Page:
Cold Operable Lunar Deployable Arm (COLDArm)(2023)


The Cold Operable Lunar Deployable Arm (COLDArm) payload, co-developed by JPL and Motiv Space Systems, will significantly improve the utility for lunar landers by providing manipulation capabilities in cryogenic temperatures, including during the lunar night.

COLDArm is under development for a Lunar Technology Demonstration Mission under the Commercial Lunar Payload Services (CLPS) program. The COLDArm payload will provide a practical way for a variety of future CLPS payload instruments to reach the surface, collect samples, deploy other instruments and provide critical data to the lander while demonstrating technologies to enable missions to future lunar and Ocean Worlds extreme environments.

It will advance key technological capabilities. As a robotic arm system, COLDArm applies Bulk Metallic Glass (BMG) actuators to enable operation below 100 K without heaters, saving mission critical resources such as time, power & mass. It also enables the collection of temperature-sensitive volatile samples.

Cooperative Autonomous Distributed Robotic Exploration (CADRE) (2024)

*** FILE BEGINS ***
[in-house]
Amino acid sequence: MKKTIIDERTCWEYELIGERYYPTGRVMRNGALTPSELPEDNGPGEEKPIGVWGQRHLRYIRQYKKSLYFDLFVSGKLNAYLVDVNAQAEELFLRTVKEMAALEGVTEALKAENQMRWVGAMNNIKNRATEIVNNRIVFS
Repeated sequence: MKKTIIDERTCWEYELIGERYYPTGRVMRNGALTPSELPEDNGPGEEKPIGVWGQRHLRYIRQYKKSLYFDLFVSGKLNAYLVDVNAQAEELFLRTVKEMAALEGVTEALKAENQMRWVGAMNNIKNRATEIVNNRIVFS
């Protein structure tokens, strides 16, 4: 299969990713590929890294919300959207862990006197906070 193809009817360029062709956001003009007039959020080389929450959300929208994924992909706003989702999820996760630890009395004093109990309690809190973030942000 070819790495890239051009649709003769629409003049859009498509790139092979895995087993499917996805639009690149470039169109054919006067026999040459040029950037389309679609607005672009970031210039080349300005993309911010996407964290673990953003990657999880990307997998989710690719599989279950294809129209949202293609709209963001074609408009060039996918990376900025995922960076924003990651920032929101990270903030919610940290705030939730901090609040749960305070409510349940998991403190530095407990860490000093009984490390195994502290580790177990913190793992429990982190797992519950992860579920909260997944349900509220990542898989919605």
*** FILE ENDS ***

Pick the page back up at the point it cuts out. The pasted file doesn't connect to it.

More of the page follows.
CADRE Mobility Test Platform driving over a rock

CADRE Mobility Test Platform driving over a rock

CADRE (Cooperative Autonomous Distributed Robotic Exploration) is a new robotic technology designed to demonstrate collaborative, autonomous exploration and formation sensing by navigating, communicating, computing, perceiving and decision-making without human interaction.

To demonstrate the CADRE technology, NASA/JPL is developing multiple small rovers, capable of surviving the daytime Lunar environment and carrying a micro-payload. The systems is designed so that agents (Rovers and a Basestation) share data among the team and make cooperative decisions about the execution of tasks in the workspace. The rovers will autonomously travel in formation and cooperatively explore the local Lunar surface, generate a digital elevation map and perform a distributed measurement with the micro-payload.

CADRE is funded out of the Space Technology Mission Directorate of NASA, under the Game Changing Development program and manifested as a payload on CP11, a Commercial Lunar Payload Services (CLPS) mission, targeting a late 2023 launch, landing in the equatorial region of the Moon, near Reiner Gamma. Although CADRE is a technology demonstration, the Reiner Gamma region holds particular scientific interest due to the presence of magnetic anomalies that produces visual swirls on the lunar surface.